According to the University of Sydney (UoS), the majority of the world’s mountain belts resulted from either volcanism or the collision of two continents (as was the case with the Himalayas). However, it was said that Australia’s Eastern Highlands mountain range were the exception, the mechanisms behind their formation a mystery.
The Eastern Highlands – also known as the Great Dividing Range – extend from northeastern Queensland to western Victoria and include the country’s highest mountain, Mount Kosciuszko in New South Wales, and the Australian Alps in the nation’s southeast.
A research team comprising geologists from the UoS and the California Institute of Technology set out to investigate the cause of the uplift that created Mount Kosciuszko and the Australian Alps through the use of high performance computing code.
Professor Dietmar Müller led the team from UoS’s School of Geosciences. Müller said the answer lay in the mountains’ unusually strong gravity field.
“The gravity field led us to suspect the region might be pushed up from below so we started looking at the underlying mantle, that is, the layer of rock between the Earth’s core and its crust,” he explained.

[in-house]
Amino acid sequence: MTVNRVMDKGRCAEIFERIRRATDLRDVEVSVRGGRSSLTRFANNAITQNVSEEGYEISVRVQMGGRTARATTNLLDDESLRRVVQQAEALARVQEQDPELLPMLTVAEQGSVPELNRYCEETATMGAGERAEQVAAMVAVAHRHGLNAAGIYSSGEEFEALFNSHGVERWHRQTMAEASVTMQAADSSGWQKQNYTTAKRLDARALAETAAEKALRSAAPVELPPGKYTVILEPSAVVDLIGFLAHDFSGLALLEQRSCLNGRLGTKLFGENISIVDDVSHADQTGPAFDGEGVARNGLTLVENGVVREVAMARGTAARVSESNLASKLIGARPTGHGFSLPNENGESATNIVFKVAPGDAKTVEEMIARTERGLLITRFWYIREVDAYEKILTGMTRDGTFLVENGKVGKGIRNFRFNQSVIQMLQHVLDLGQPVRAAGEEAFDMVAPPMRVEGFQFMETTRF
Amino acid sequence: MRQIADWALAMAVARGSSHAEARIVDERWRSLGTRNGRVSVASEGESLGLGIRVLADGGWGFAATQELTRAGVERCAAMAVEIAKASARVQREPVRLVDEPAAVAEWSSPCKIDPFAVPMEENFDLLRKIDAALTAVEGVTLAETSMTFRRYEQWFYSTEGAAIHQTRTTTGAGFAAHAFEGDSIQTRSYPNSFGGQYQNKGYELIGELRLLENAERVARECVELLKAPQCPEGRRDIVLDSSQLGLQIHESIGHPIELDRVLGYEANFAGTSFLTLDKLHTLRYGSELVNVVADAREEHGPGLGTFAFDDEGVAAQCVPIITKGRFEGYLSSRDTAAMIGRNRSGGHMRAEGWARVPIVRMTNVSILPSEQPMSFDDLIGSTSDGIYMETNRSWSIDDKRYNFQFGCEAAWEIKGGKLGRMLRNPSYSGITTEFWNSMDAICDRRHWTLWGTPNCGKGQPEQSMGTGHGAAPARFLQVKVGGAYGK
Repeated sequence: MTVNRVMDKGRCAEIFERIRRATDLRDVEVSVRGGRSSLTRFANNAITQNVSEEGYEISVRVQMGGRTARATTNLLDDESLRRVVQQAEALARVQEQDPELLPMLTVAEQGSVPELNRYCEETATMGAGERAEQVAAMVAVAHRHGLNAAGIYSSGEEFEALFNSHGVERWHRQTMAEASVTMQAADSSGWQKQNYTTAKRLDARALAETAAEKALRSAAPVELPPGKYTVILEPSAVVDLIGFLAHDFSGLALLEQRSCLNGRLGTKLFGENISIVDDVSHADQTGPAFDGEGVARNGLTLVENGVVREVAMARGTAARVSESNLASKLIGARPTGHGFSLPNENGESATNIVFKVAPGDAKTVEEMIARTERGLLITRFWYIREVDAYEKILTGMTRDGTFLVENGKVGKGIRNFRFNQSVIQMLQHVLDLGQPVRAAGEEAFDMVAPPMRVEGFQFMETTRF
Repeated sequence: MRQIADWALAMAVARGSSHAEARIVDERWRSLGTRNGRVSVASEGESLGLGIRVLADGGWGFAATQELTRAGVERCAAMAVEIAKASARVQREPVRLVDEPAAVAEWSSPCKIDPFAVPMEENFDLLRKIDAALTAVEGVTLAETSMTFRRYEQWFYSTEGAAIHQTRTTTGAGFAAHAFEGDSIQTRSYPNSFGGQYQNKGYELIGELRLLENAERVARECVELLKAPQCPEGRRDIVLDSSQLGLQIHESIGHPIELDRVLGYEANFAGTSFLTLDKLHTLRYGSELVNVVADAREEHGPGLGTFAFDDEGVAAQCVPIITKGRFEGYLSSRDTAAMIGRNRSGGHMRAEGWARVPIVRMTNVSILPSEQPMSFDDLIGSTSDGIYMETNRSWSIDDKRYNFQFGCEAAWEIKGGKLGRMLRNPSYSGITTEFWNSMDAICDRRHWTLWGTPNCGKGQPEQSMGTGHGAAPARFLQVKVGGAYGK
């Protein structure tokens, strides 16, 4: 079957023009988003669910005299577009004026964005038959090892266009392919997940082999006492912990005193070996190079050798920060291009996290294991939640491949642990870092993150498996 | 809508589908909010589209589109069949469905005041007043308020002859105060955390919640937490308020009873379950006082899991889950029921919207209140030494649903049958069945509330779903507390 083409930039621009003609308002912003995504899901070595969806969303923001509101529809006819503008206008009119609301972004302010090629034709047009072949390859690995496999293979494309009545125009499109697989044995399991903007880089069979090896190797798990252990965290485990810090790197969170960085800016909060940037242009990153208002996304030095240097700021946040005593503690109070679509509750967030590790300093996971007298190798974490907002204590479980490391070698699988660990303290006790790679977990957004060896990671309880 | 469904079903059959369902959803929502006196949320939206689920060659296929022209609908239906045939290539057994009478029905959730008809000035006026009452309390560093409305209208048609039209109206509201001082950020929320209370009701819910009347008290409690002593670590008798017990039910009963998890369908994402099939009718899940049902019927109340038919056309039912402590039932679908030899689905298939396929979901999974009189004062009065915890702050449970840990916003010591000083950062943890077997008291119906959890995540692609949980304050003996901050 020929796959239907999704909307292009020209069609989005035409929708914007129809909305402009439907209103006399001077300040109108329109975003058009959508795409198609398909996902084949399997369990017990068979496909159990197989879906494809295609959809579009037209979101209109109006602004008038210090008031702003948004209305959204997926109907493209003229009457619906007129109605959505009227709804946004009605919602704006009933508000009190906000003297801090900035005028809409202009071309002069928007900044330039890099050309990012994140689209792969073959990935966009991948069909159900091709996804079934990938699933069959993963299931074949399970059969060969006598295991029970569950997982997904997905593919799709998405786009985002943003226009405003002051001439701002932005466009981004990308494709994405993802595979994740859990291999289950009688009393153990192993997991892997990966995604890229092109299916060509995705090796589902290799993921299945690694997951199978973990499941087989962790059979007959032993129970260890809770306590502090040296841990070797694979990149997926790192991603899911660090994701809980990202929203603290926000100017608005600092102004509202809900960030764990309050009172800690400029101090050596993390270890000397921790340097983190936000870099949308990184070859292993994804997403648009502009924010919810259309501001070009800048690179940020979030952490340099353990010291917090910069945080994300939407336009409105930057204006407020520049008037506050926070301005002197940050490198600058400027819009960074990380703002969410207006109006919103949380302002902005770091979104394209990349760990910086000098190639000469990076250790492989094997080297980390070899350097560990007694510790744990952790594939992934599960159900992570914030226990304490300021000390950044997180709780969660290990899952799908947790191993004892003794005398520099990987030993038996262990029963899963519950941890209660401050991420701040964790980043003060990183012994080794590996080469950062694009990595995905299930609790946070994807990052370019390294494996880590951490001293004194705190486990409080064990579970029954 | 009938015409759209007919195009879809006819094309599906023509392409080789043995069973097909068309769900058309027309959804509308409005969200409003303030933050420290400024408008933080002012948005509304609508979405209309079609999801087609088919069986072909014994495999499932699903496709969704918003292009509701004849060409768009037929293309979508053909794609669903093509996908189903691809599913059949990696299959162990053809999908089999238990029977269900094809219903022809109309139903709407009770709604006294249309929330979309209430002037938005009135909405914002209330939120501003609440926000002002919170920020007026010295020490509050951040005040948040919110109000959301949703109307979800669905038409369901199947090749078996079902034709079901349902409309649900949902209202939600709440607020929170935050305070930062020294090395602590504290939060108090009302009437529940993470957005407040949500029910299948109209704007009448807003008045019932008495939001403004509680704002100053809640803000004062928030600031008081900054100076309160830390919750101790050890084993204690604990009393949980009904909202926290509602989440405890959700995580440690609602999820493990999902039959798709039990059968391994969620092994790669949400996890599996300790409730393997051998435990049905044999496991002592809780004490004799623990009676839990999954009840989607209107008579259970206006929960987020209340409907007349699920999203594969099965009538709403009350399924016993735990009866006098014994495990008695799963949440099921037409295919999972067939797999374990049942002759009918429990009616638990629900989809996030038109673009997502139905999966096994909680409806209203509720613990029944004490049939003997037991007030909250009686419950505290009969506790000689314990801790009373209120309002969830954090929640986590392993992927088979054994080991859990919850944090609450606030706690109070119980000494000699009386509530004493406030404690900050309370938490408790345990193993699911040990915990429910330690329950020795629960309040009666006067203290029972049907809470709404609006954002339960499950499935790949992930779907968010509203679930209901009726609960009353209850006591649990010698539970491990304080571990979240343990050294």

The team’s research revealed that the mantle under Australia’s east coast has been uplifted twice – once during the Early Cretaceous period, when Australia was part of the ancient “supercontinent” Gondwanaland, and then a second time about 50 million years later.
During the Early Cretaceous period, it was said the Earth’s mantle had been “continuously stirred” through a process called subduction whereby tectonic plate sections would sink into the mantle beneath another plate.
Eastern Australia had been drifting over a “subducted plate graveyard” until subduction came to a halt around 100 million years ago. This caused the entire region to be lifted upwards, creating the Eastern Highlands. Approximately 50 million years later, Australia’s accelerated separation from Antarctica moved the region towards a mantle “upswelling” called the South Pacific Superswell, resulting in the second upwards push.
Müller said geological features from rivers in the Snowy Mountains supported the research team’s two-phase uplift computer model.
“The model we built explains why the iconic Australian Alps exist and is also a new mechanism for figuring out how some other mountainous regions elsewhere in the world were formed,” he said.
The research was published in Earth and Planetary Sciences.
Source: The University of Sydney